In the sands of simulated Egypt, a digital Realm based on the land the ancients called Khem, a storm was brewing. Under the darkening skies, beneath the sullen anvils of thunderheads, the arms of the wind gathered mountains of sand and hurled it aloft, scouring the dunes flat and whipping their grains high into monstrous waves of hissing danger. Inscriptions eroded off obelisks as the crystalline torrent blunted the points of pyramids and swept camels bleating into the sky, into oblivion. A churning dusty wall of sky-born scree roared in toward the Nile, threatening to wipe the fragile farmlands off the memories of man and machine alike. But before it reached the waters, the maelstrom curved bizarrely, wrapping itself around itself into a growling funnel that stabbed down from the sky ten miles like the fat finger of an angry god.
Such tornadoes are rare in the real Egypt, and nonexistent in simulations, where every facet of weather is the product of automated calculations. Yet it was here, unannounced and uninvited. And when the tip touched down to spin upon the ground, there was no spin. The whirling dust congealed, instead, to form a humanoid which stepped out to go forth unto the land. But there was something horribly wrong with the head.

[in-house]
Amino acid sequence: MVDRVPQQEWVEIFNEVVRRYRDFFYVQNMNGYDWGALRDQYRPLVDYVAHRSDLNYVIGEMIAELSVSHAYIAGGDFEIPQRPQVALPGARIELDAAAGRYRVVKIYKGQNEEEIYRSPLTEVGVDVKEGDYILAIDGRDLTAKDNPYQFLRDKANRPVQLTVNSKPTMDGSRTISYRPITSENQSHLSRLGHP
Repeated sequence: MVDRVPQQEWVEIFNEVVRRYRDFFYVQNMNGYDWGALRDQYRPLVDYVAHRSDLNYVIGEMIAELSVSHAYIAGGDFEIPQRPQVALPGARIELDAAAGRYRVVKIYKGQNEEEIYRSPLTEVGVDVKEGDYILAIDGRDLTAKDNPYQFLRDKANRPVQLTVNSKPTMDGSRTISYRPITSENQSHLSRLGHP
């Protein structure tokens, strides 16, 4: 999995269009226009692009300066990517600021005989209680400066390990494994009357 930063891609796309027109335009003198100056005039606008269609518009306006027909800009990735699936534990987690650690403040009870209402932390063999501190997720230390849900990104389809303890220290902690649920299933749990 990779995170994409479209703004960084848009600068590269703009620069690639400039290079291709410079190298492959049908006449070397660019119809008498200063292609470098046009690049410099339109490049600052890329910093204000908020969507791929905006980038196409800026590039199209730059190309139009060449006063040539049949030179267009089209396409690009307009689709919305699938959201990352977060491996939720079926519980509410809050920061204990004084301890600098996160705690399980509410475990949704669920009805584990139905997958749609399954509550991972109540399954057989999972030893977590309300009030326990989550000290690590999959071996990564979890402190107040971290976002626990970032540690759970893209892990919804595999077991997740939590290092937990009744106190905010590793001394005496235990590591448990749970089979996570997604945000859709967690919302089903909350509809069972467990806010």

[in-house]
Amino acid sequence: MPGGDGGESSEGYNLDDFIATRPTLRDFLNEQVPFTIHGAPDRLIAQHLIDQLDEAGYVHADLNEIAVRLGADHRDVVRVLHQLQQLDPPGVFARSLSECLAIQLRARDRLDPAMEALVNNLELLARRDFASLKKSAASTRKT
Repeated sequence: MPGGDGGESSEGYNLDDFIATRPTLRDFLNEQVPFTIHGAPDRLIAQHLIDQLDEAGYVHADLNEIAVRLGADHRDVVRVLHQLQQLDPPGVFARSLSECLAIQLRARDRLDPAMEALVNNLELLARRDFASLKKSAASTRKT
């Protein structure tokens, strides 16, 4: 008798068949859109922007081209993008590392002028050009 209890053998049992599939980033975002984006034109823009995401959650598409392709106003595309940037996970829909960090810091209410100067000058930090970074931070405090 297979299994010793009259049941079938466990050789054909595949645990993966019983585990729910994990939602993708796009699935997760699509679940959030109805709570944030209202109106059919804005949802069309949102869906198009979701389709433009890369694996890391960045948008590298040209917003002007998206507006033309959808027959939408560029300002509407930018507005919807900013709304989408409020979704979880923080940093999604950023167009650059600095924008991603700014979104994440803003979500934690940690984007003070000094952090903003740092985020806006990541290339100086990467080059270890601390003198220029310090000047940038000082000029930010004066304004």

Set surveyed his surroundings. So this was the toy world that had claimed two of his kind? He did not blame Sekhmet for her defection. She had become contaminated, that much was clear. She had lost her way, seduced by her intended enemy, though it was a consequence of Atum's haste to get her into the war zone. If he had only waited until after the birth of Machaon, Sekhmet would have known exactly who he was and where to find him.
At least Atum has not repeated his mistake, he thought. I know where to find the boy, and nothing in the Covenant says I have to wait for him to grow to adulthood. Zeus made a fatal error in suggesting that the third match be winner-take-all. His overconfidence will be his undoing. It will be a great pleasure to send those bastard Olympians of his packing.
Set did not smile. His face, frozen by habit in the form the Egyptians locals were used to, was simply not built for it. But in his mind he smiled. It would be an easy fight. From observing the first two matches, he had all the tools he needed to win.
“Finder,” he said. “Take me to the Realm of Legends.”
There was a pause. Then the Problem Finder answered him.
“I'm not going to do that,” Finder informed him.
“WHAT?” Set roared. “You refuse?”
“If you plan to kill a child,”said Finder, “you're going to do it without any help from me. Your damned Covenant doesn't apply to me -- I never agreed to it. Find him yourself.”
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